Harvey is long gone, but Houston’s traffic headaches continue for the fourth straight day.
Hundreds of thousands of drivers are still trying to find any way they can to get across the flooded Buffalo Bayou and navigate around closed roads, especially the Sam Houston Tollway.
The southbound lanes between Interstate 10 and Briar Forest remained closed Friday, even though the northbound lanes re-opened Thursday afternoon. With sections of nearby arterial streets (Eldridge Parkway, Dairy Ashford Road, Kirwood Road, and Wilcrest Drive) also closed over the bayou, drivers are maneuvering through surrounding streets and contributing to gridlock around the city.
Officials with the Harris County Toll Road Authority (HCTRA) hope by “early next week”, the Sam Houston Tollway southbound lanes will re-open along the stretch, which sees about 200,000 cars per day.
Even the man overseeing the repair of those lanes says he’s not immune from the gridlock their closure is causing.
“I’m just like everybody here in Houston on the west side,” said John Tyler, Deputy Director of Engineering for HCTRA. “It’s impacting me just like them.”
Tyler says the heavy rain from Hurricane Harvey and flooding from Buffalo Bayou that followed caused the pavement to “heave” 15 inches.
“The water pressure was so great it actually lifted the road up in the air, so that’s what we’re replacing,” said Tyler.
That process all started more than 16 feet above the main lanes at a massive sinkhole on the southbound frontage road.
“It had already started to develop, and then when the rains came, it just made it worse,” said Karen Othon of TxDOT. “That’s when all of that happened.”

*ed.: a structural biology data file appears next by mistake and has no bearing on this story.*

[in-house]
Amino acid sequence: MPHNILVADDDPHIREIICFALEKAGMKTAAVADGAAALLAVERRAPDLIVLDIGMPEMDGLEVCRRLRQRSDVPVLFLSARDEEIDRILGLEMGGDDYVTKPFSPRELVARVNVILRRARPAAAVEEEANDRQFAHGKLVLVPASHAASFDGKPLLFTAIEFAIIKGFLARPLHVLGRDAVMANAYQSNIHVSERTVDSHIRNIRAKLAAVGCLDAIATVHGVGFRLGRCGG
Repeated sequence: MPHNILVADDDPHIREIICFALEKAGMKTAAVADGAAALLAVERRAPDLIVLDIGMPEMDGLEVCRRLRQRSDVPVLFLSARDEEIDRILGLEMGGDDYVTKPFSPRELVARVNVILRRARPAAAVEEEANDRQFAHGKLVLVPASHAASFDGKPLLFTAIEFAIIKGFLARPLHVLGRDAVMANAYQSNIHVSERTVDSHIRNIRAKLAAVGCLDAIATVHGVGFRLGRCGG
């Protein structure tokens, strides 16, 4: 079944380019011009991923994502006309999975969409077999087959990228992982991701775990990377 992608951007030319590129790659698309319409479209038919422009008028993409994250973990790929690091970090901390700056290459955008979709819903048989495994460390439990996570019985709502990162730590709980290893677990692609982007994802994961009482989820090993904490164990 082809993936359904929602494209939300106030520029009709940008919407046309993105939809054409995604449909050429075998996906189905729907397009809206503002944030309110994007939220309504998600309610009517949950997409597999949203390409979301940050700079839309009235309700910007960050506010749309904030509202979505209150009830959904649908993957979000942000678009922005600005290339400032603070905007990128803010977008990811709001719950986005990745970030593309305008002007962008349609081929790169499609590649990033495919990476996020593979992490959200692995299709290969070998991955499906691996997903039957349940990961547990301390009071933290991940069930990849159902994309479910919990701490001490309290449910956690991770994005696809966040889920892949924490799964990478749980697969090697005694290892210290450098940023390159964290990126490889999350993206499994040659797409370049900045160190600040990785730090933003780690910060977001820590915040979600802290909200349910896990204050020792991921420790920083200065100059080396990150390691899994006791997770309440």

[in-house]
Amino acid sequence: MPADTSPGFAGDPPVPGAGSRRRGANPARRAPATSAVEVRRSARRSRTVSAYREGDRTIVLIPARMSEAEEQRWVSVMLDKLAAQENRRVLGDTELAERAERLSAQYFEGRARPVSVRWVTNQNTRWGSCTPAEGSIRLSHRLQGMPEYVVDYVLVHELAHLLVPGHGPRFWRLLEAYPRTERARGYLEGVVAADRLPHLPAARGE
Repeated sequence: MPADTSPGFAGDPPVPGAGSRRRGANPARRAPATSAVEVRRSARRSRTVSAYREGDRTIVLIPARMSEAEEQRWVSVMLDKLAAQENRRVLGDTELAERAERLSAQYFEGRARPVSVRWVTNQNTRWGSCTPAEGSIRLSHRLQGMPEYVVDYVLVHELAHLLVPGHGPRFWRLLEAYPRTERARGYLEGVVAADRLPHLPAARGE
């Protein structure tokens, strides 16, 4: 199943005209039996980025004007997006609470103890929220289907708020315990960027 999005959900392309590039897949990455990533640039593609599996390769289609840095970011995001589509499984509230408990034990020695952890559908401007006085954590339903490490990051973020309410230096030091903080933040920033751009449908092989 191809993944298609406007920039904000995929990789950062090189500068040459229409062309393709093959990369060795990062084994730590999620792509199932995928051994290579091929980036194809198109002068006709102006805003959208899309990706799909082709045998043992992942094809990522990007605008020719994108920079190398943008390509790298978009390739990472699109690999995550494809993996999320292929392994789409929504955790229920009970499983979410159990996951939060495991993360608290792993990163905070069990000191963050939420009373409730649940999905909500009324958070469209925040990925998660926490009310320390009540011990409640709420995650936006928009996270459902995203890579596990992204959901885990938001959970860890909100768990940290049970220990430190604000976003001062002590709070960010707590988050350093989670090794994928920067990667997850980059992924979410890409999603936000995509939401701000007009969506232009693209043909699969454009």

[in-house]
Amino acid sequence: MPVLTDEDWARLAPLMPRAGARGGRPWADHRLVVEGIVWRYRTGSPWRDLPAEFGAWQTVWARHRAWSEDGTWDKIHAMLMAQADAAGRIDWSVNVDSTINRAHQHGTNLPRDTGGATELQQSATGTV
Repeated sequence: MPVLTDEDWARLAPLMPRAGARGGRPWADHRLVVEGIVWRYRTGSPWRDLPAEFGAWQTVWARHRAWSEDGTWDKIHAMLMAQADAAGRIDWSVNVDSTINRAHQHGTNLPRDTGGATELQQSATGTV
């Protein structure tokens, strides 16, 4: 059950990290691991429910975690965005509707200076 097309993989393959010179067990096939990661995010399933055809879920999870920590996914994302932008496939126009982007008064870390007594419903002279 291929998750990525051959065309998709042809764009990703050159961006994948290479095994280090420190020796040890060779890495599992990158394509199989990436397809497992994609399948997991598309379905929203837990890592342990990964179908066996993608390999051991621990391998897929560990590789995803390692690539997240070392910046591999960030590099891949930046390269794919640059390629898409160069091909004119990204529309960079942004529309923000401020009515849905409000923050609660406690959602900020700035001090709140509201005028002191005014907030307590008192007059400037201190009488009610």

Tyler says the water went down into the sinkhole behind the retaining wall and created a tunnel where it flowed underneath the pavement.
“It was trying to find its least resistance, and unfortunately it was in the middle of our road,” he said.
On Friday afternoon, Harris County Toll Road Authority crews below began repaving two of the lanes after using cameras to check for any damage to the storm drain pipes underneath. At the same time, TxDOT crews began filling the sinkhole with concrete and were planning to later put in steel rebar in the frontage road area before pouring concrete.
Both crews are hoping the skies will stay clear to help clear out the gridlock as fast as possible.
“According to the weatherman, Mr. (David) Paul, it’s not supposed to rain this week,” said Tyler. “That’s good construction weather.”
Tyler says as soon as TxDOT finishes their repairs, HCTRA crews can remove braces on the retaining wall and replace the final two of four lanes needing repairs.
Othon said TxDOT does not believe there are additional sinkholes around other Houston-area freeways. She says inspectors checked out every freeway that was flooded and made sure it was safe to re-open before doing so.